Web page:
[dropcap style=”font-size:100px; color:#992211;”]B[/dropcap]ecoming less of a secret every year, Midsummer Music Festival gathers some of the world’s finest classical musicians into an intimate and charming performance space.
At Chalfont the pavement stops, in itself a novelty for urban Londoners venturing to the outlying halts of the Metropolitan Line. Centuries-old holly trees flank a twisting road which dips sharply to a Chilterns valley straight out of The Dark is Rising. Heady stuff.
Beyond (and to be fair, only a mile or so from Chalfont and Latimer tube station), St Mary Magdalene Church provides the venue for a chamber music festival now in its sixth year, and boasting a lineup more usually found at Glyndebourne, Carnegie Hall or the Wigmore.
No cameras, no critics. Organiser/performer Paul Lewis and his wife (vioinist Bjørg Lewis) decided from the start that their festival would allow performers to break out of their usual repertoire. Collaborative performances by multiple performers form the backbone of the programme, with only three of the renditions in 2014 scheduled as solos.
If 2013’s festival is in any way typical the dominant atmosphere is one of delight, as world-class performers take a break from the pressure of career-defining appearances and reconnect with the joy of playing music for pleasure. It’s tangible, and with an audience sat within a few feet of the musicians, immediately felt throughout the hundred or so places available. Experiencing the exuberance of Jean-Efflam Bavouzet in 2013, as the pianist best-known for his interpretations of Debussy launched into a robust Wagner prelude, was worth the price of admission in itself. To hear a sextet of string performers make alchemical connections with Mozart on the same day was a privilege uncommon indeed.
Still relatively undiscovered, it can only be a matter of time before Midsummer Music Festival grows too big for its current venue. For the moment though, it remains a rare chance to enjoy chamber music in a chamber setting (or near enough), and comes Trebuchet-recommended.
Midsummer Music 2014 Programmes
Friday 13 June at 7.30pm
Schubert Gesang der Geister über den Wassern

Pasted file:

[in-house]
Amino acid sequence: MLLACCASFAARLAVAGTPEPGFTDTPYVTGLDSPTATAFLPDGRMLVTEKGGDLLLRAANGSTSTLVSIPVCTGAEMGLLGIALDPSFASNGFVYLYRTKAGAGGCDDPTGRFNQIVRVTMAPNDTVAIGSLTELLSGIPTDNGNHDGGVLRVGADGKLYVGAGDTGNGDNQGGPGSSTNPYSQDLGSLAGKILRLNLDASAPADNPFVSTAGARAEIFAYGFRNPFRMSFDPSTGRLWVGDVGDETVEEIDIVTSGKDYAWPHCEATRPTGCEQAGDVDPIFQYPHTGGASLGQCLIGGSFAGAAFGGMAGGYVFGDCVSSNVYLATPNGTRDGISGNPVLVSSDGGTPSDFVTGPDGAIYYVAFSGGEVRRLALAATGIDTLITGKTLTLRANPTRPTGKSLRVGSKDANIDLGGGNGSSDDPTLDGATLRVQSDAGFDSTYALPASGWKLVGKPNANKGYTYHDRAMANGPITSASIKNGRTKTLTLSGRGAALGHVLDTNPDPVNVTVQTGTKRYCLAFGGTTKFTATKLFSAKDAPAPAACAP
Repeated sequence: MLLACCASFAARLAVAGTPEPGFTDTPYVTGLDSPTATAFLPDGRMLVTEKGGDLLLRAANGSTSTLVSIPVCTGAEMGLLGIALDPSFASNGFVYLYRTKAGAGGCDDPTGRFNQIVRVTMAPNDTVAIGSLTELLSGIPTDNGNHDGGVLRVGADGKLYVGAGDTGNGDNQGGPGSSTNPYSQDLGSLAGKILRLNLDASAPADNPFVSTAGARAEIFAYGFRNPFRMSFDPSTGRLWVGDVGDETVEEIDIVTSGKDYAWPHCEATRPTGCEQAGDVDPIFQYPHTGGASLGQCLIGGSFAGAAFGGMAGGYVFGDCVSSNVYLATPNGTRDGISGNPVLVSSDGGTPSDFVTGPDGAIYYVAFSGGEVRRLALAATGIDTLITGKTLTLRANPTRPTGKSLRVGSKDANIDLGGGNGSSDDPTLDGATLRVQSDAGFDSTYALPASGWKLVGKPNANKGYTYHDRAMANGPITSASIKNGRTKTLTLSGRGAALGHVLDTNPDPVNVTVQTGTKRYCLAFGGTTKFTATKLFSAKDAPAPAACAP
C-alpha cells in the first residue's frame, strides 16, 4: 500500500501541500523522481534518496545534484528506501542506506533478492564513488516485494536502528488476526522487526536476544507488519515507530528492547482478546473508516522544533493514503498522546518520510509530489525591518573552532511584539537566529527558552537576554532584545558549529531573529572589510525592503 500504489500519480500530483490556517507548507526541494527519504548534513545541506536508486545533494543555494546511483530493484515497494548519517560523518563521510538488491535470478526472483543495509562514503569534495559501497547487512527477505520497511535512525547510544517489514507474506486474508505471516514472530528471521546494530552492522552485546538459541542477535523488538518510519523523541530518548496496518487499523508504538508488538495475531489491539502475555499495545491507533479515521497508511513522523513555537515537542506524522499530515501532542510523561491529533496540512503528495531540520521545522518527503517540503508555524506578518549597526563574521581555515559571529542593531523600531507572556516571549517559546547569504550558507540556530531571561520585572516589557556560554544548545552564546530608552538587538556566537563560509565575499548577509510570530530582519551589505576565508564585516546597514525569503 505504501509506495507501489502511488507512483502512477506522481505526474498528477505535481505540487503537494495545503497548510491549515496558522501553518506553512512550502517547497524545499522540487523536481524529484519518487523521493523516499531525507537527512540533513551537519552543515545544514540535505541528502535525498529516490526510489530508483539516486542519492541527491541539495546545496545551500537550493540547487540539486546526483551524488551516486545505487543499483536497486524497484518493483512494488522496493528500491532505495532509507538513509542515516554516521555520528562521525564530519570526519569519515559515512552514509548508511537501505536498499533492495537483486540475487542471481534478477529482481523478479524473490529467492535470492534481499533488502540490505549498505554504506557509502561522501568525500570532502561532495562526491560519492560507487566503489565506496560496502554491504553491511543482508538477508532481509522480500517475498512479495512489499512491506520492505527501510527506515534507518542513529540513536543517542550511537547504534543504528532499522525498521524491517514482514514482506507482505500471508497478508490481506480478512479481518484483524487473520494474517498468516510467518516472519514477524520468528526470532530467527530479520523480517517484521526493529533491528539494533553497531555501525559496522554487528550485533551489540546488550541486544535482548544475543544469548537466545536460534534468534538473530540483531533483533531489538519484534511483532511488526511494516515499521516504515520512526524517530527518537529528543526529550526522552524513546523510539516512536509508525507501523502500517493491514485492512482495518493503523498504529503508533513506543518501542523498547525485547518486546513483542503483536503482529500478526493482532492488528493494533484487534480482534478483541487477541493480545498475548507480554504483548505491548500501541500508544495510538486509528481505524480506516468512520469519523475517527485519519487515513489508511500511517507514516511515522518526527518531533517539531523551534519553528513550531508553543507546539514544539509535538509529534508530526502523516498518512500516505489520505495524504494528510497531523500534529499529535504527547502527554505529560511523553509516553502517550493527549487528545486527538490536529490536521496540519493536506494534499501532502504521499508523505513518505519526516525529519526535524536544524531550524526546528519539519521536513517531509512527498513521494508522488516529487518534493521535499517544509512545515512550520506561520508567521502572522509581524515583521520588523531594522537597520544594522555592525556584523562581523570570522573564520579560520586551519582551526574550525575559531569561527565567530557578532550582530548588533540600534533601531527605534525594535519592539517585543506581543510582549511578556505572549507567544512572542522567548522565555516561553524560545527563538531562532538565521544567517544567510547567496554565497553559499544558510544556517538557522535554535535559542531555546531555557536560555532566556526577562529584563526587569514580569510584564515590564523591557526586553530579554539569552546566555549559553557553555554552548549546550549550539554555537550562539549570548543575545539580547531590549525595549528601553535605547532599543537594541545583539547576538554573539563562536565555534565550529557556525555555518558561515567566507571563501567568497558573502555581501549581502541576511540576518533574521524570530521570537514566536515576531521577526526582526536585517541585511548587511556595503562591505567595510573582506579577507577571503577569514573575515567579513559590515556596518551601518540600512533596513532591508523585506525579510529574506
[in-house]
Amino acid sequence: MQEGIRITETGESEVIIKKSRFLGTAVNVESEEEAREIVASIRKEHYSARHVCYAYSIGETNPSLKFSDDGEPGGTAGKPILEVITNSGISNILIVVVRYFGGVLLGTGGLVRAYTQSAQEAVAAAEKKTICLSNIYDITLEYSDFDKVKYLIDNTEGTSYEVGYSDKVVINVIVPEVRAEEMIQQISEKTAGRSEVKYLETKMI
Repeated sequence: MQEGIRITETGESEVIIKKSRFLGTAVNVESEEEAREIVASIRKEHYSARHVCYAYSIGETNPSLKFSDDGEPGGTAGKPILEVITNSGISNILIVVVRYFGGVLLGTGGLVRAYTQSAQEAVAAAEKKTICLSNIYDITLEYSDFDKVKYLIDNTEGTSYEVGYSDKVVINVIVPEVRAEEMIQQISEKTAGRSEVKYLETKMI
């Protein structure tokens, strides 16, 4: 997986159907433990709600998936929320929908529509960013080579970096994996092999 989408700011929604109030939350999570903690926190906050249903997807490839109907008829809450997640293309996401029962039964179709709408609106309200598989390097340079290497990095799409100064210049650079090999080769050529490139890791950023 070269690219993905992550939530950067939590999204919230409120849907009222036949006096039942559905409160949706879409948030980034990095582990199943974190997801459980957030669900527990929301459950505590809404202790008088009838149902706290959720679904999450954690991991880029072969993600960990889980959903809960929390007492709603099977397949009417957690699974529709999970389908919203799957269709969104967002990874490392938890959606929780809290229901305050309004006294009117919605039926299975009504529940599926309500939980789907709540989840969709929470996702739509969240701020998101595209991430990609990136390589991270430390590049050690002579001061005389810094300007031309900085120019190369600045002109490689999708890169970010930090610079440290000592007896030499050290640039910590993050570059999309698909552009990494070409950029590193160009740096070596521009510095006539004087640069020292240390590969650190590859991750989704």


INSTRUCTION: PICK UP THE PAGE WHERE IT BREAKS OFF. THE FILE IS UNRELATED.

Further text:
Mark Padmore and seven male voices with strings
Beethoven String Trio in C minor
Henning Kraggerud • Lars Anders Tomter • Bjørg Lewis
Schubert Die Schöne Müllerin
Mark Padmore • Paul Lewis
Saturday 14 June at 5.00pm
Bartok 3 Rondos on Slovak Folk Themes
Beethoven Cello Sonata No. 4 in C major
Bjørg Lewis • Paul Lewis
Janacek Violin Sonata
Alexander Sitkovetsky • Alasdair Beatson
Mozart Piano Concerto No. 12 in A major K414
Paul Lewis • Henning Kraggerud • Alexander Sitkovetsky • Lars Anders Tomter • Bjørg Lewis • Christoph Wimmer
Saturday 14 June at 8.00pm
Henning Kraggerud • Alasdair Beatson
Beethoven Piano Sonata No. 14 in C sharp minor ʻMoonlightʼ
Schubert Piano Quintet in A major ʻTroutʼ
Alasdair Beatson • Alexander Sitkovetsky • Lars Anders Tomter • Bjørg Lewis • Christoph Wimmer
Sunday 15 June at 5.00pm
Rebecca Clarke Viola Sonata
Lars Anders Tomter • Alasdair Beatson
Liszt Schlaflos: Frage und Antwort; Richard Wagner – Venezia
Dohnanyi Serenade String Trio in C major
Alexander Sitkovetsky • Lars Anders Tomter • Bjørg Lewis
Dvorak Piano Quintet in A major
Alasdair Beatson • Henning Kraggerud • Alexander Sitkovetsky • Lars Anders Tomter • Bjørg Lewis
[button link=”http://www.midsummermusic.org.uk/festival/2014.html” newwindow=”yes”] Further Details/Tickets[/button]
The aim of art is to represent not the outward appearance of things, but their inward significance. – Aristotle